I rely much more on other people now. The company is now three times the size it was back then, which means I do a lot less “work” personally, and instead manage others who are doing the work. So in my current role I’ve had to learn how to add value without overstepping, and how to enable others to do their best work.
What’s your best shortcut or life hack?
I turn off almost all push notifications on my phone and then check messages in batches. So if it takes me a day to respond to your text message, that’s why. This helps me prioritise and manage my time — instead of spending the whole day responding to messages, I can focus and complete tasks.
Take us through an interesting, unusual or finicky process you have in place at work.
Once a month we host what we call “ScribdChats”, where we’ll bring a well-known author of a new book by the office and interview him or her about their latest work. It’s a great way for everyone to take a break from their day-to-day tasks and be immersed in the world of an author or journalist or professor or biographer and get exposed to new ideas.
Who are the people who help you get things done, and how do you rely on them?
I’m really proud to say that we’ve hired a very smart, diverse, driven team, which is the most important thing you can do, in my opinion. I rely on Scribd’s executive team and the broader team of 140+ people. It’s always amazing to me how much work gets done every day.
How do you keep track of what you have to do?
I use a Gmail draft to-do list.
How do you recharge or take a break?
I go surfing and hiking a lot. Being immersed in nature on a regular basis is important to me, it keeps me balanced and happy.
What’s your favourite side project?
My wife Sierra started a salon, Hook & Scissor, a few years ago. I’ve been a proud investor and adviser. I never really expected to end up in the hair business, but it’s been fun and educational to be involved in such a different industry.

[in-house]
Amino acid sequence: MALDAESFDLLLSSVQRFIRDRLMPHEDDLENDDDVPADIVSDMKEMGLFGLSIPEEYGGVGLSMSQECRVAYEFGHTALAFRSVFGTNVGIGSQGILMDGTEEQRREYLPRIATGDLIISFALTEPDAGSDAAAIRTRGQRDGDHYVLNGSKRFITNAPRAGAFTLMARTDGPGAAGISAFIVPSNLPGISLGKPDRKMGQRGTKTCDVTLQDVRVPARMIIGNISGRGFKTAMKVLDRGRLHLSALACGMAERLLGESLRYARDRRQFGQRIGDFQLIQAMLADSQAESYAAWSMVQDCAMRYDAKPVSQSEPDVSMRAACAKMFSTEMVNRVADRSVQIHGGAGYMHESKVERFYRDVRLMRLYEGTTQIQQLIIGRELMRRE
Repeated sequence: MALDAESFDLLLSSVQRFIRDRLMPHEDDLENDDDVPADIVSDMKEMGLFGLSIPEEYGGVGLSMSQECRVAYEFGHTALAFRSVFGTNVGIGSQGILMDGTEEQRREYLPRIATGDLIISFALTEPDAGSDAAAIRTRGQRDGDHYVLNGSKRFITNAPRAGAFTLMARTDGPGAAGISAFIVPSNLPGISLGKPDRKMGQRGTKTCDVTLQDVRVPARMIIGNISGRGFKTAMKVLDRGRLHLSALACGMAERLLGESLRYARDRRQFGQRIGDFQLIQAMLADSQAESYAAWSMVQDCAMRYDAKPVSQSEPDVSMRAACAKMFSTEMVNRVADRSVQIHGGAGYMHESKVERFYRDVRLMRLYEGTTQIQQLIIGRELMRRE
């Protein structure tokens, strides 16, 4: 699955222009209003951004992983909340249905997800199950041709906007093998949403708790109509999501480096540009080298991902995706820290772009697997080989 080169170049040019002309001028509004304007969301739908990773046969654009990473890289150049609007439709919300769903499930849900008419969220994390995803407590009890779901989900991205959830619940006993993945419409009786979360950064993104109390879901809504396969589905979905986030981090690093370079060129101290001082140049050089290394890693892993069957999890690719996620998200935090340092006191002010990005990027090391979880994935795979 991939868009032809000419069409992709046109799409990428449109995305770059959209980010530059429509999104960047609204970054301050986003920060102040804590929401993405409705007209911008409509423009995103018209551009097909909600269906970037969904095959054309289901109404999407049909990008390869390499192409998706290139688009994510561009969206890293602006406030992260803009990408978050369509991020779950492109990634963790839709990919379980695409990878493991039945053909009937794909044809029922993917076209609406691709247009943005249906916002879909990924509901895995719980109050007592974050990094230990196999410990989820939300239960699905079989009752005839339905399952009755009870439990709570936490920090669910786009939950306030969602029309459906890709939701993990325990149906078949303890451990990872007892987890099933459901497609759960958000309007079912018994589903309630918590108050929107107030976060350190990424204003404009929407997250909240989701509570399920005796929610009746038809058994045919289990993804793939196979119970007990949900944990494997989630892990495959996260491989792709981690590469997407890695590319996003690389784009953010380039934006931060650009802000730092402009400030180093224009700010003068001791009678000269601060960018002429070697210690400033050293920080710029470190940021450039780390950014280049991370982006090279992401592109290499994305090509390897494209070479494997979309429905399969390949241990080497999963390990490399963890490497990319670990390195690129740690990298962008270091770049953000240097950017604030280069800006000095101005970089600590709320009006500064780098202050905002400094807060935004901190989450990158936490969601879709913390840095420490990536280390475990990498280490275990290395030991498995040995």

What are your own reading habits like? What are you currently reading, or what do you recommend?
I read about a book a month, or maybe a little more than that. In this era of constantly being bombarded with information, I find that reading helps settle the mind. I read on Scribd quite a bit, but also still love reading print books. More recently, I’ve discovered the advantages of audiobooks. They’re great to listen to during my morning commute.
I tend to gravitate toward non-fiction and and business books, but occasionally I sneak in a fun novel. I just finished listening to Ready Player One by Ernest Cline. I loved the nostalgia and smart pop culture references. Totally recommend it.
What’s the best advice you’ve ever received?
Empathy is everything: I work hard to internalise feedback and other points of view, especially if it seems very different from my own thinking. This is one of the best ways to grow personally and form a vision.
What’s a problem you’re still trying to solve?
I’m still working on changing the way the world reads. If we can get the average person to read just one more book every year, that will have a big positive impact on the world.
We've asked heroes, experts and flat-out productive people to share their shortcuts, workspaces and routines. Want to suggest someone we should feature or questions we should ask? Let us know.